Kerryn Boogaard Kerryn Boogaard
Beverly Goldsmith Beverly Goldsmith
Zoe Bingley-Pullin Zoe Bingley-Pullin

Building confidence in children:

We can find ways around obstacles in our path & tackle a task ahead of us but how do you help a child face challenges?
By Motherpedia
Date: February 05 2015
Tags: self-esteem,
Editor Rating:
child-building-confidence

One of the most critical lessons to teach children about success is the principle of ‘stick-to-it-iveness’, according to educator and author, Dr Michelle Borba, “If kids are to survive and succeed in this competitive world, they must learn to hang in there and not quit,” she says.

“Perseverance, or not giving up, often makes the critical difference between success and failure in both childhood and adulthood. Does a child have the inner strength and stamina to ‘keep on keeping on’, or will he be plagued by self-defeat, unwilling to give it his best shot—and quite possibly fall just short of success?”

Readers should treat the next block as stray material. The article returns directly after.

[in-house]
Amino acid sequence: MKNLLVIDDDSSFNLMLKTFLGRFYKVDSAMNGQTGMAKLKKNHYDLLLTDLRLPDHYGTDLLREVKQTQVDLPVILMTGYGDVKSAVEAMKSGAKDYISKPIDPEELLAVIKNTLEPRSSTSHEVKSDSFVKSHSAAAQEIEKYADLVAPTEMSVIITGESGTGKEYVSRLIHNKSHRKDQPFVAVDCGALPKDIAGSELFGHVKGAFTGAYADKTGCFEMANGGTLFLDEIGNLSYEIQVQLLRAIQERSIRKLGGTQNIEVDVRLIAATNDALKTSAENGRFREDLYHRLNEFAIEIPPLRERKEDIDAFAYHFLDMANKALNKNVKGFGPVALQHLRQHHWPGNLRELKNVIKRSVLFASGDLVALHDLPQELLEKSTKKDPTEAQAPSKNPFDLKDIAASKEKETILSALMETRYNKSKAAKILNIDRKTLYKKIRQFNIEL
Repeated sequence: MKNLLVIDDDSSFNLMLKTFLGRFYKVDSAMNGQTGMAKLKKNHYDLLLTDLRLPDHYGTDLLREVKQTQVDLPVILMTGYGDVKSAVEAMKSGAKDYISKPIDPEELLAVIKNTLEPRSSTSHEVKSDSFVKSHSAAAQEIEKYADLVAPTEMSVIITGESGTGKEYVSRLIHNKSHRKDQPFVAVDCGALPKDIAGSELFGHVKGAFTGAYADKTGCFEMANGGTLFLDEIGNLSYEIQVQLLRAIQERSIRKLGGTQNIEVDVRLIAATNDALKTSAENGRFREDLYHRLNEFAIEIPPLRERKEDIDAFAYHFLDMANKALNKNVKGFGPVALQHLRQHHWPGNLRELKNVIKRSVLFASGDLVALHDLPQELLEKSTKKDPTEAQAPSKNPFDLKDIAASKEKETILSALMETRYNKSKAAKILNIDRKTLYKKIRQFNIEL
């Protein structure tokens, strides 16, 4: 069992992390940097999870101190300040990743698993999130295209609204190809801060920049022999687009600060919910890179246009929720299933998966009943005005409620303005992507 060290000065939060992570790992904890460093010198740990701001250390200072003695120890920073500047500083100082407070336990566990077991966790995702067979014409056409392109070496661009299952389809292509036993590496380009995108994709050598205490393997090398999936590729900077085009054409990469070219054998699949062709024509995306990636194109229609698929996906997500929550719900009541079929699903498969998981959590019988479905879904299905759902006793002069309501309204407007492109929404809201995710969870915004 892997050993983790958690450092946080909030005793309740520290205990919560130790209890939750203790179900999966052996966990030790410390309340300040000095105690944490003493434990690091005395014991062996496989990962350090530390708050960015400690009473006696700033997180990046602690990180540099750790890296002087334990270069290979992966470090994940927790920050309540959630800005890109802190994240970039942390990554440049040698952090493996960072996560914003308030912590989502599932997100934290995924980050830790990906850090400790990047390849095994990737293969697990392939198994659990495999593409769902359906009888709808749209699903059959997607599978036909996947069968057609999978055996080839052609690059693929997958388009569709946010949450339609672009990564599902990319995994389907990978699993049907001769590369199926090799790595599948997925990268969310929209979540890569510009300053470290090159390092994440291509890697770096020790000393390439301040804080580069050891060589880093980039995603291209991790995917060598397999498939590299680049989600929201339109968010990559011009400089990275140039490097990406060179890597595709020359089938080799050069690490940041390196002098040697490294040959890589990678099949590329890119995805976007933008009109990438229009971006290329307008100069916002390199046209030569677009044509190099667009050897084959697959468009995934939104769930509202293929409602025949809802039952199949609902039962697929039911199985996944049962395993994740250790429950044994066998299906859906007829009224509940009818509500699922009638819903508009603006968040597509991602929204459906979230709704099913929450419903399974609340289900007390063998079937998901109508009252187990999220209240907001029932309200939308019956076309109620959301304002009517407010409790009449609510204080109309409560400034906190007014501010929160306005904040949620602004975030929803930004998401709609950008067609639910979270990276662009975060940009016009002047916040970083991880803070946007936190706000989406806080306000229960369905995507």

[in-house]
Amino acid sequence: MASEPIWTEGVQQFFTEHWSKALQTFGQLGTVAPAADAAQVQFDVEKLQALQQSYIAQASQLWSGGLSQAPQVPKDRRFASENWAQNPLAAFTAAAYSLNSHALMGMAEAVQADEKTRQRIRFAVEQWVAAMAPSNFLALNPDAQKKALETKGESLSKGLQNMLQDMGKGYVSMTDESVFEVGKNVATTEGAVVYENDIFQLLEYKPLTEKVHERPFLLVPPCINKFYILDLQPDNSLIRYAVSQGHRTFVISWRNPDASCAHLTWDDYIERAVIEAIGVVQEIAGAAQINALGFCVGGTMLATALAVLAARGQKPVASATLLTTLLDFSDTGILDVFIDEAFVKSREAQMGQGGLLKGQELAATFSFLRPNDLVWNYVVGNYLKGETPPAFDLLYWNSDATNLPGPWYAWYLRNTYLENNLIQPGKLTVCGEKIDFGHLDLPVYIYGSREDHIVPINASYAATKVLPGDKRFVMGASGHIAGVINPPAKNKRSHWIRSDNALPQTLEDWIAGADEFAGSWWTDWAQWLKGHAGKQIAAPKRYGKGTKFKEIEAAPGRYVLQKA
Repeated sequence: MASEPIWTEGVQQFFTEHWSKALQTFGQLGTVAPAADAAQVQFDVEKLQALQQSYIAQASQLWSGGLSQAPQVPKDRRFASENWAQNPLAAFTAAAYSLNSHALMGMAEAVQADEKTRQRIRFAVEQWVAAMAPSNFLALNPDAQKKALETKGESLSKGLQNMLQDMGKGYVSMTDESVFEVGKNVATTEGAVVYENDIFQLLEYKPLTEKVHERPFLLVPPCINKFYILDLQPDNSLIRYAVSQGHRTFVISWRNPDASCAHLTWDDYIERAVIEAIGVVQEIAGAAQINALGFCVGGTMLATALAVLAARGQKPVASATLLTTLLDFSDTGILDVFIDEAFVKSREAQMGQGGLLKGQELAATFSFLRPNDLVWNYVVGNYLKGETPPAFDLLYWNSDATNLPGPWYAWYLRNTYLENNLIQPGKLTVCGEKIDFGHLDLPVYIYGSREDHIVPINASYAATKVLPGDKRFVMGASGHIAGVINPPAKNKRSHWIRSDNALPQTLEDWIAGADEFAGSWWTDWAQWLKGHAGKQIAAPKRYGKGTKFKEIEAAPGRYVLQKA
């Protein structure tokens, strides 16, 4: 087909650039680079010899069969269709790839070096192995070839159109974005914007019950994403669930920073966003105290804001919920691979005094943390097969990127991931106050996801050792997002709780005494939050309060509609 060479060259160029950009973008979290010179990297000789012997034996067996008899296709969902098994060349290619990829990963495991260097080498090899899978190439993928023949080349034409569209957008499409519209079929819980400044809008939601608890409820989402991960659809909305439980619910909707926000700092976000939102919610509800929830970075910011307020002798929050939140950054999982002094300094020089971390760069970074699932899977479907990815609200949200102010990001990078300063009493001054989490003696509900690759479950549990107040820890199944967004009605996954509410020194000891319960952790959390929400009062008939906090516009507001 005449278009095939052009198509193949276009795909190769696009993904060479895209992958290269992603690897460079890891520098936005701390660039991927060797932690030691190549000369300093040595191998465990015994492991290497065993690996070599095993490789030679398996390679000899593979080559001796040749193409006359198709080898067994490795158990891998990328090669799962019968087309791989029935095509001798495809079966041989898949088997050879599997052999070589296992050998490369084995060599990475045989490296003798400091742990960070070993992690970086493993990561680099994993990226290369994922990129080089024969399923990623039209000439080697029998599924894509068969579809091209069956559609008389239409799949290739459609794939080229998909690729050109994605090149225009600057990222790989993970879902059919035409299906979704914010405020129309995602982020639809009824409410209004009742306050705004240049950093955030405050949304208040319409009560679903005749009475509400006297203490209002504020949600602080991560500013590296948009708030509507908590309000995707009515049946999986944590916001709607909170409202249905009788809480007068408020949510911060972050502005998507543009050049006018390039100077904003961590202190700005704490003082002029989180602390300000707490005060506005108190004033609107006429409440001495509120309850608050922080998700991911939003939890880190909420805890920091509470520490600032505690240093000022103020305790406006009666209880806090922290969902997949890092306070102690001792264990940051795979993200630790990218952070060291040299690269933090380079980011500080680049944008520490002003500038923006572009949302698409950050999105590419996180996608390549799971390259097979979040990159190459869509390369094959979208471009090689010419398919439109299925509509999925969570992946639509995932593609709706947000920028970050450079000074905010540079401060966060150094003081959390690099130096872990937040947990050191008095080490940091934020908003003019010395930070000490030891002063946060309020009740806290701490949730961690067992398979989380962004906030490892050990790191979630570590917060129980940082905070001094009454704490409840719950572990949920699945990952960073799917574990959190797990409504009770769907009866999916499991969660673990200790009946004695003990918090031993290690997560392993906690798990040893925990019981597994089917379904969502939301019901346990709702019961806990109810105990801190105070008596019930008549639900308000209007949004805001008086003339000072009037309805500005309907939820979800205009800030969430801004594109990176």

Dr Borba says the skills of perseverance increase children’s potential for success because kids learn to bounce back and not let setbacks get them down.

“These are the exact skills today’s kids need to handle ups and downs for the rest of their lives.”

Red Flags

Dr Borba says there are several indicators to be aware of.

  • Reluctance to try new tasks because of overriding concern that she’ll fail or make a mistake.
  • Easily discouraged when she faces difficulties or setbacks.
  • Needs encouragement or the promise of a reward to complete a challenging task.
  • Often becomes defensive or blames others when she makes mistakes.
  • Unwilling to try again if she is not successful with a task.
  • Doesn’t recognise that the way you improve is by working harder; feels that success is more a matter of luck.
  • Frequently says negative things about herself when she falls short of success.
  • Devastated if she isn’t successful or doesn’t get the highest grade. 
  • Becomes overly frustrated, upset or quick to anger when something becomes difficult.

“If this sounds like your child, it’s important they learn that success is a matter of hard work and that making mistakes is a part of life,” Dr Borba says.

What can you do to help?

"Once you figure out why your child is quitting, you’ll be better able to find solutions and increase his stick-to-itiveness," Dr Borba says. She has provided a list of common reasons kids give up. Do any apply to your child?